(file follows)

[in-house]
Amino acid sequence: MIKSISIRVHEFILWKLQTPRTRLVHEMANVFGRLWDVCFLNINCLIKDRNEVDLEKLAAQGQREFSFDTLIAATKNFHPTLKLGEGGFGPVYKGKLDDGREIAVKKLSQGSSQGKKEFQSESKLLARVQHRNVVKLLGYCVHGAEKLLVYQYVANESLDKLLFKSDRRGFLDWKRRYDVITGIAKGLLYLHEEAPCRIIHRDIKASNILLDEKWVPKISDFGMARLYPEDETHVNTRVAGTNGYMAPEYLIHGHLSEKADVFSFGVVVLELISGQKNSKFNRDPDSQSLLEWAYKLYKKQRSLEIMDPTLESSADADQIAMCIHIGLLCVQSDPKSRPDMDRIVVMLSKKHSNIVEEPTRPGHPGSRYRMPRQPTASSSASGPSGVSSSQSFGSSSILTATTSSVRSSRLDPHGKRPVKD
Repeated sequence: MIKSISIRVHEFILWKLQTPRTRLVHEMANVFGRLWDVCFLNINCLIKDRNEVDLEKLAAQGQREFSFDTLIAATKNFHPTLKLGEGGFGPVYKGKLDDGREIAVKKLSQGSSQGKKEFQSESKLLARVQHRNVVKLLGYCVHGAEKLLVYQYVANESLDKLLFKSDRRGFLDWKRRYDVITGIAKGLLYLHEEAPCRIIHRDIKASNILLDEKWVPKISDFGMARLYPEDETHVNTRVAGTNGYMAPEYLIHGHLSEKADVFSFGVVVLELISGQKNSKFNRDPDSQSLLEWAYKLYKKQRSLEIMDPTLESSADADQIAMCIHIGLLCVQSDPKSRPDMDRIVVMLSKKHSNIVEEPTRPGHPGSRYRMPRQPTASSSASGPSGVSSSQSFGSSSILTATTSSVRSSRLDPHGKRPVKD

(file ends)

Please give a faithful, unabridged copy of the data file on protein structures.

[in-house]
Amino acid sequence: MIKSISIRVHEFILWKLQTPRTRLVHEMANVFGRLWDVCFLNINCLIKDRNEVDLEKLAAQGQREFSFDTLIAATKNFHPTLKLGEGGFGPVYKGKLDDGREIAVKKLSQGSSQGKKEFQSESKLLARVQHRNVVKLLGYCVHGAEKLLVYQYVANESLDKLLFKSDRRGFLDWKRRYDVITGIAKGLLYLHEEAPCRIIHRDIKASNILLDEKWVPKISDFGMARLYPEDETHVNTRVAGTNGYMAPEYLIHGHLSEKADVFSFGVVVLELISGQKNSKFNRDPDSQSLLEWAYKLYKKQRSLEIMDPTLESSADADQIAMCIHIGLLCVQSDPKSRPDMDRIVVMLSKKHSNIVEEPTRPGHPGSRYRMPRQPTASSSASGPSGVSSSQSFGSSSILTATTSSVRSSRLDPHGKRPVKD
Repeated sequence: MIKSISIRVHEFILWKLQTPRTRLVHEMANVFGRLWDVCFLNINCLIKDRNEVDLEKLAAQGQREFSFDTLIAATKNFHPTLKLGEGGFGPVYKGKLDDGREIAVKKLSQGSSQGKKEFQSESKLLARVQHRNVVKLLGYCVHGAEKLLVYQYVANESLDKLLFKSDRRGFLDWKRRYDVITGIAKGLLYLHEEAPCRIIHRDIKASNILLDEKWVPKISDFGMARLYPEDETHVNTRVAGTNGYMAPEYLIHGHLSEKADVFSFGVVVLELISGQKNSKFNRDPDSQSLLEWAYKLYKKQRSLEIMDPTLESSADADQIAMCIHIGLLCVQSDPKSRPDMDRIVVMLSKKHSNIVEEPTRPGHPGSRYRMPRQPTASSSASGPSGVSSSQSFGSSSILTATTSSVRSSRLDPHGKRPVKD